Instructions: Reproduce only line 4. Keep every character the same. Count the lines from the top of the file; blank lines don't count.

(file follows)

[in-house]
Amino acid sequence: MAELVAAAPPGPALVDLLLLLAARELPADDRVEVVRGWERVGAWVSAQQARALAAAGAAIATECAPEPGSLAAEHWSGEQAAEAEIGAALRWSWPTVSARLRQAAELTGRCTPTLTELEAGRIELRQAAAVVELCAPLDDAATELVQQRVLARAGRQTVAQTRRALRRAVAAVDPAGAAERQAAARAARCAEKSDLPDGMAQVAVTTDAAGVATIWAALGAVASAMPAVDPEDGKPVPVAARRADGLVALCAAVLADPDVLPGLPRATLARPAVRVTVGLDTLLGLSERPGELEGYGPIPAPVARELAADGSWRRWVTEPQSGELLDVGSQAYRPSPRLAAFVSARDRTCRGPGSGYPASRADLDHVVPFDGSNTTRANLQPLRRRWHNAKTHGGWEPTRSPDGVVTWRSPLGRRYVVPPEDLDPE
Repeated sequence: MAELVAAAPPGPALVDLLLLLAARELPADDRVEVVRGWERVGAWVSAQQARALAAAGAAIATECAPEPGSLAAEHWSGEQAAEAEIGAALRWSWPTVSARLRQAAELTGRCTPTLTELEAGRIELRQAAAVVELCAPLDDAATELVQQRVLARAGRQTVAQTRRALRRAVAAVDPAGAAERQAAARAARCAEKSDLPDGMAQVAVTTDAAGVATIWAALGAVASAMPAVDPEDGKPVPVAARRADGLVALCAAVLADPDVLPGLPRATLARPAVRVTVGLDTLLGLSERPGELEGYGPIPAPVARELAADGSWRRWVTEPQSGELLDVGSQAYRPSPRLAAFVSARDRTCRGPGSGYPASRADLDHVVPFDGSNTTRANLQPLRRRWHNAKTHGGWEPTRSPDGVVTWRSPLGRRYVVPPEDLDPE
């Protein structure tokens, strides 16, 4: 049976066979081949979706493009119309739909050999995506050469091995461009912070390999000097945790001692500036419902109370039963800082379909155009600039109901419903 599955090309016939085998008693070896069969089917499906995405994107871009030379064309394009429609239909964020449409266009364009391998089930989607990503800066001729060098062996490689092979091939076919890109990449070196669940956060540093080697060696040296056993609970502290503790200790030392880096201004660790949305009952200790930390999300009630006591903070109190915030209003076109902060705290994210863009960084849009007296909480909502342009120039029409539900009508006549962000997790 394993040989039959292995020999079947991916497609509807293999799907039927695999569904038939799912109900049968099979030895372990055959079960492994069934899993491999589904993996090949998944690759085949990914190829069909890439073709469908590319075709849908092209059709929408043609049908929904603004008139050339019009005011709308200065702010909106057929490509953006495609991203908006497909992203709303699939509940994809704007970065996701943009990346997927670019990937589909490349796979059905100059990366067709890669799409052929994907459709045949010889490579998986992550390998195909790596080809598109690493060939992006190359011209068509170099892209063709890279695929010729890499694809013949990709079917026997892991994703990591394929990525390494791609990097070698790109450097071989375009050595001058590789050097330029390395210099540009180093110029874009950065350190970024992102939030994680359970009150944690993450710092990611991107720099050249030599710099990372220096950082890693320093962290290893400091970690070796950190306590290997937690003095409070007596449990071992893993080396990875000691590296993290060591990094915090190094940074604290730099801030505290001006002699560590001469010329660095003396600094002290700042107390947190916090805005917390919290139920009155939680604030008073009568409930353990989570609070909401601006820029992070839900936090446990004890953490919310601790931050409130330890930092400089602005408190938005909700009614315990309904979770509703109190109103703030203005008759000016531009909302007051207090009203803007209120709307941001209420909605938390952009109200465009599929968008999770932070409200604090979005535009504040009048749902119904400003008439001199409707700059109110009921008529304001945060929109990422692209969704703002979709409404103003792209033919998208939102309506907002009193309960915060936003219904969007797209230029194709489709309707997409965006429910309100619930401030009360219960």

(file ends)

């Protein structure tokens, strides 16, 4: 049976066979081949979706493009119309739909050999995506050469091995461009912070390999000097945790001692500036419902109370039963800082379909155009600039109901419903 599955090309016939085998008693070896069969089917499906995405994107871009030379064309394009429609239909964020449409266009364009391998089930989607990503800066001729060098062996490689092979091939076919890109990449070196669940956060540093080697060696040296056993609970502290503790200790030392880096201004660790949305009952200790930390999300009630006591903070109190915030209003076109902060705290994210863009960084849009007296909480909502342009120039029409539900009508006549962000997790 394993040989039959292995020999079947991916497609509807293999799907039927695999569904038939799912109900049968099979030895372990055959079960492994069934899993491999589904993996090949998944690759085949990914190829069909890439073709469908590319075709849908092209059709929408043609049908929904603004008139050339019009005011709308200065702010909106057929490509953006495609991203908006497909992203709303699939509940994809704007970065996701943009990346997927670019990937589909490349796979059905100059990366067709890669799409052929994907459709045949010889490579998986992550390998195909790596080809598109690493060939992006190359011209068509170099892209063709890279695929010729890499694809013949990709079917026997892991994703990591394929990525390494791609990097070698790109450097071989375009050595001058590789050097330029390395210099540009180093110029874009950065350190970024992102939030994680359970009150944690993450710092990611991107720099050249030599710099990372220096950082890693320093962290290893400091970690070796950190306590290997937690003095409070007596449990071992893993080396990875000691590296993290060591990094915090190094940074604290730099801030505290001006002699560590001469010329660095003396600094002290700042107390947190916090805005917390919290139920009155939680604030008073009568409930353990989570609070909401601006820029992070839900936090446990004890953490919310601790931050409130330890930092400089602005408190938005909700009614315990309904979770509703109190109103703030203005008759000016531009909302007051207090009203803007209120709307941001209420909605938390952009109200465009599929968008999770932070409200604090979005535009504040009048749902119904400003008439001199409707700059109110009921008529304001945060929109990422692209969704703002979709409404103003792209033919998208939102309506907002009193309960915060936003219904969007797209230029194709489709309707997409965006429910309100619930401030009360219960």